When they get to a third shen gong wu, the Eye of Dashi, Spicer and Omi get to it at the same time, causing them to fight over it and triggering a Xiaolin Showdown; a contest between two beings set in an alternate dimension where the winner gains the right to own the shen gong wu. Unfortunately, it’s a race across several extremely tall pillars, giving Jack a major advantage with his Mantis Flip Coin and leaving Omi in the dust with his Two-Ton Tunic. Utilizing some lessons he’s learned from his new friends throughout their journey, Omi overcomes the Jack Bots that Spicer sends to attack him and manages to come out victorious. Later, at the temple, Master Fun reveals that he new students were meant to teach him as much as he was meant to teach them as they are actually dragons themselves; Raymundo, the dragon of the wind, Kimiko, the dragon of fire and Clay the dragon of earth.

Breakdown: Xiaolin Showdown is a show that I watched as a kid, but I didn’t keep up with it very closely. It kept my attention and I enjoyed it perfectly fine, but I never got around to sitting down and watching every episode.

First episode wise, this is a very good way to kick off the series, even if there are some very convenient aspects such as all of the dragons being assembled right before Wuya gets released from her box and somehow being able to utilize every minor thing Omi has learned from Raymundo, Kimiko and Clay. Like the ‘using your weight to your advantage’ thing works perfectly here, but the Jack Bots actually had huge on-off switches and Jack was so slow that he not only let Omi catch up to him, but he also let him pull down his pants?

We learn a fair amount about each character. Omi is a very serious, almost too serious, Xiaolin monk who treasures perfection and hard work, but also has a huge ego on him and is a bit headstrong. I do have to wonder if his character design could be construed as a bit racist though. I mean, I’m not sure why Omi was designed like that, but he’s a Chinese kid with bright yellow skin………..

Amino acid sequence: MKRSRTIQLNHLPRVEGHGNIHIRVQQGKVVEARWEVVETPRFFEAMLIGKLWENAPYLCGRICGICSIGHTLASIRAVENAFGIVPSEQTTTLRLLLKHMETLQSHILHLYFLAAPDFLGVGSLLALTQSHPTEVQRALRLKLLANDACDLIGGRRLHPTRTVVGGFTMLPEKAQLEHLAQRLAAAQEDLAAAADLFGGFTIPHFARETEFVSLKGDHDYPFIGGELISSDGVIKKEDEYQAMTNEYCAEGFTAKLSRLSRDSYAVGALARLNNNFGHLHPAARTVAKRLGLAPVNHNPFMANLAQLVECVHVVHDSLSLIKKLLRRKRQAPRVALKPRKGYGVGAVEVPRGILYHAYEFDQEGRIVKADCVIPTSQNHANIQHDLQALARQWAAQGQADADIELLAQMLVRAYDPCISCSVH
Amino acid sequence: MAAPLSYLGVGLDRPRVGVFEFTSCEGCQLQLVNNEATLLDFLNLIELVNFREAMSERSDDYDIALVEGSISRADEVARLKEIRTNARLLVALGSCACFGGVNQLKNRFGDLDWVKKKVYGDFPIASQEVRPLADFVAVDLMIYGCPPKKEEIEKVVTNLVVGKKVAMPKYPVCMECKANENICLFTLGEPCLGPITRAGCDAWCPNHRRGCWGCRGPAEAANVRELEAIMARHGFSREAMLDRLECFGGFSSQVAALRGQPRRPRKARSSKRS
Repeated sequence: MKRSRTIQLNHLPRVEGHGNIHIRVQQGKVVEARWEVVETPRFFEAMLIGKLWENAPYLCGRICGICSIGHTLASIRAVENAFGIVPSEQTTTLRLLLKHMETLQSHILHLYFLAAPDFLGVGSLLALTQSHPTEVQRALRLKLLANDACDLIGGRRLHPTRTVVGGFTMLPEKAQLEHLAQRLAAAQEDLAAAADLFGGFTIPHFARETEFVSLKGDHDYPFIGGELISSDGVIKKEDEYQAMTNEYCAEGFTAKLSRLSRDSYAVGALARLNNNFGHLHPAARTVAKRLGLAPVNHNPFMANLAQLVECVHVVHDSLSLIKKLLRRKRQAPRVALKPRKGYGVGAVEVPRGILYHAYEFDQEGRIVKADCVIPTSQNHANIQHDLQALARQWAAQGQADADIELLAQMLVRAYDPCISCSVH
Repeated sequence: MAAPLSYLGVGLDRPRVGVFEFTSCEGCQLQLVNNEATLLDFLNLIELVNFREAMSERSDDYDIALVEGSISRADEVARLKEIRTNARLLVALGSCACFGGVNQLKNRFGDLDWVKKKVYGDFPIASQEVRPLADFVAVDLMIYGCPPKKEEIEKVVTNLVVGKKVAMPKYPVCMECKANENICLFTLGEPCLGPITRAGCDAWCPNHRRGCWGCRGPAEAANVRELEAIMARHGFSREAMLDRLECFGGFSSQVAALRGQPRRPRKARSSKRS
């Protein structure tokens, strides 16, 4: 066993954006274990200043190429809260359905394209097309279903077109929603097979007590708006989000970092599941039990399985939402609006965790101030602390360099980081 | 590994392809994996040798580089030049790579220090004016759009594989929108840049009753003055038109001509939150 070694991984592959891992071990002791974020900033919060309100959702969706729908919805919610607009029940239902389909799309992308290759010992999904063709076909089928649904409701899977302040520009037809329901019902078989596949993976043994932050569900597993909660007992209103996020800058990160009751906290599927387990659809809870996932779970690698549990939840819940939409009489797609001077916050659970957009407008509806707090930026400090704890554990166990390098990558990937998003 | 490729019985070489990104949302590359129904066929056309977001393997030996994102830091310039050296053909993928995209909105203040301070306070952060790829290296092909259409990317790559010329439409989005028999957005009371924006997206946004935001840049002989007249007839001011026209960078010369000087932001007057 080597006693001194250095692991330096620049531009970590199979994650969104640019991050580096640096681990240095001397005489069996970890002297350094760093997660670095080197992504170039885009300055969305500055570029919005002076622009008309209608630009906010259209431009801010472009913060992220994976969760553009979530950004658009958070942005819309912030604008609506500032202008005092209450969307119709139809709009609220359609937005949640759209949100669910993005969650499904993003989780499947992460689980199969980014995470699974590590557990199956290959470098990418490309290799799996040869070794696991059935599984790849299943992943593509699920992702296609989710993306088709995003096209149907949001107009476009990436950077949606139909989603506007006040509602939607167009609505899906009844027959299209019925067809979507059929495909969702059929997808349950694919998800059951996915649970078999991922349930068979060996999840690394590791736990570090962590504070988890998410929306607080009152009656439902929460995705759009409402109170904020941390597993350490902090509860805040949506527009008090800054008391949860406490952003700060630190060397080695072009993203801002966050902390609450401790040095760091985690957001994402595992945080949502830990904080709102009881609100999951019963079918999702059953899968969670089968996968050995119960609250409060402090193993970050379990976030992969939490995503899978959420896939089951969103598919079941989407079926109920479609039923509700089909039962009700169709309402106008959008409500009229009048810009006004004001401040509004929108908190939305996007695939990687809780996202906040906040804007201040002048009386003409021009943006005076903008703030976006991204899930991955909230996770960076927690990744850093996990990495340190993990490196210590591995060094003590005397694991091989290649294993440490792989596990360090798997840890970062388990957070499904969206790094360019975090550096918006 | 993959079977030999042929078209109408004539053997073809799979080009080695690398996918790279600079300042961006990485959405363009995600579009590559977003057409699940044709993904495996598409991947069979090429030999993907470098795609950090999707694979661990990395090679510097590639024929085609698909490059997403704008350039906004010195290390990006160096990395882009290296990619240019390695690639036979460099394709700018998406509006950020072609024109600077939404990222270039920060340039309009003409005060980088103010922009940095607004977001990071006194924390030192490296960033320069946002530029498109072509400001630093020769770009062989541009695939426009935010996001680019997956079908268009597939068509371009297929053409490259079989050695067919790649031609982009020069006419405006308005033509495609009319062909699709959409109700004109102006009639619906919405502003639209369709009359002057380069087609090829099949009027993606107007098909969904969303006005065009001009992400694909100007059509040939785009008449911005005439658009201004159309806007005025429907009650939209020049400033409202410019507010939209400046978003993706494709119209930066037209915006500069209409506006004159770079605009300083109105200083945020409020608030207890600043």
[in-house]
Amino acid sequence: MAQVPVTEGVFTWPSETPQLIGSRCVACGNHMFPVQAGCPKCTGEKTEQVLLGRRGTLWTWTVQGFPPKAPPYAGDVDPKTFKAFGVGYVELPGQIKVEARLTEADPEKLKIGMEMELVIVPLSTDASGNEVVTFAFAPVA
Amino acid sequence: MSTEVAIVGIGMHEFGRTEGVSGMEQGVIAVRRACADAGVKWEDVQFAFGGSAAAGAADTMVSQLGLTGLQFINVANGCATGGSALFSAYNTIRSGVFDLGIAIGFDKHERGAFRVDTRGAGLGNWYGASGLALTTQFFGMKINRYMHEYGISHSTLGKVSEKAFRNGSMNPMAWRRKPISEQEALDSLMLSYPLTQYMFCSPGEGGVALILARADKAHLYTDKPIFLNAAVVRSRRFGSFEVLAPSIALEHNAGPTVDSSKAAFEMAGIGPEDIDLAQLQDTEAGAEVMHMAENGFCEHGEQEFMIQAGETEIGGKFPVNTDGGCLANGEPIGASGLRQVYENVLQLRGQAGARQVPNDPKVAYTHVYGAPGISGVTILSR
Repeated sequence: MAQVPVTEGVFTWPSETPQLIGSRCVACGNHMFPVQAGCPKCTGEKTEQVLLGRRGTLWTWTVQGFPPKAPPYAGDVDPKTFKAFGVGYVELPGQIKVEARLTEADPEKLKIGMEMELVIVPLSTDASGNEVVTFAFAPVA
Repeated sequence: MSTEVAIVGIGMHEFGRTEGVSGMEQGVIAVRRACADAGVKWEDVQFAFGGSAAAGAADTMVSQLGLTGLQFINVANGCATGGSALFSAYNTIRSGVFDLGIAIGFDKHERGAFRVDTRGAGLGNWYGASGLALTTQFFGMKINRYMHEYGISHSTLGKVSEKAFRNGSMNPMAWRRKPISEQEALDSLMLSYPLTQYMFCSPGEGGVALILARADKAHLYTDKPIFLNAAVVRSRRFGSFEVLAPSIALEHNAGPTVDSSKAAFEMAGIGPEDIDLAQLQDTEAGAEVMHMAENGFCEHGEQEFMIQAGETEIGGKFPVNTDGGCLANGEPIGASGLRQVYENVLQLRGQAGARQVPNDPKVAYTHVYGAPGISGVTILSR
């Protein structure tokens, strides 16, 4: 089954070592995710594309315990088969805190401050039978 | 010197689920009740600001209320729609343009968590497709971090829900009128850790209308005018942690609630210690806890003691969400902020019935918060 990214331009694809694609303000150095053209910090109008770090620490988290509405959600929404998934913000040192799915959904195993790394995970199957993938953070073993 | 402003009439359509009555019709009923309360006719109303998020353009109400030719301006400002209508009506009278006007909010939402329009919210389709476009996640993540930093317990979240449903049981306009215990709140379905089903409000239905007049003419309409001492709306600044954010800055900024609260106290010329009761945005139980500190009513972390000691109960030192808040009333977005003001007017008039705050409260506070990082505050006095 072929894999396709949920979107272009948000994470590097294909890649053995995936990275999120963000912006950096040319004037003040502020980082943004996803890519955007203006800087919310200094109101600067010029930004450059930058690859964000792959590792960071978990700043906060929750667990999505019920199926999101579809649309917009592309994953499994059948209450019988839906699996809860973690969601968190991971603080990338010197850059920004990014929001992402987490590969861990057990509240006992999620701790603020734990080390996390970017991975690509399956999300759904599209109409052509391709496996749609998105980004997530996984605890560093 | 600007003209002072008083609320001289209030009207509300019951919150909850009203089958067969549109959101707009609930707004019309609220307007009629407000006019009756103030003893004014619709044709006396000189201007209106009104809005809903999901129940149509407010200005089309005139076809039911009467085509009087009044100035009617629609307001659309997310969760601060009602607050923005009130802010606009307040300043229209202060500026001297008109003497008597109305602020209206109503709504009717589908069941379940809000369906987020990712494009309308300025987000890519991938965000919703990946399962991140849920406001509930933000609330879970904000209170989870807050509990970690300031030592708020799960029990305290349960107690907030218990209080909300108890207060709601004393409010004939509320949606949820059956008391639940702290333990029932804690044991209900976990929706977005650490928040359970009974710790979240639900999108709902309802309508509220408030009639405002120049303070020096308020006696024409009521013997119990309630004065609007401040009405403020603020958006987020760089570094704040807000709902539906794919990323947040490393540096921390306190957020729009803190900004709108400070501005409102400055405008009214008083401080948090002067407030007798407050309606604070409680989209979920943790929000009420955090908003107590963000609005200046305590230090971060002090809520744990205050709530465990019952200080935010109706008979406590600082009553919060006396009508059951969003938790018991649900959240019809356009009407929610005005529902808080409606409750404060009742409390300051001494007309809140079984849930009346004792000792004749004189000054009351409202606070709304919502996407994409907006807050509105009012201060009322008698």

He’s also voiced by Tara Strong.

Raymundo’s lazy and a bit of an ass, but I assume that will get better later. He’s voiced by Tom Kenny. Give the guy credit for range – I never would’ve guessed that.

Kimiko’s a bit too into technology with none of it being useful at all (even that Pac-man-like game. Who plays a game by poking one button over and over? And is it really playing a game if the little guy keeps eating even if you’re not touching anything, he doesn’t move, the food doesn’t move and there seems to be nothing to avoid?) but she’s kinda sweet in how protective she is of Omi. She’s voiced by Grey DeLisle who doesn’t seem to be sporting a voice that is very similar to any of the voices I know her as such as Sam from Danny Phantom and Vicky and Tootie from Fairly Odd Parents. She seems to have pretty good range.

Clay’s pretty cool and he seems to do the most outside of Omi. Plus, like I mentioned, his was the best advice. He was voiced by Jeff Bennet.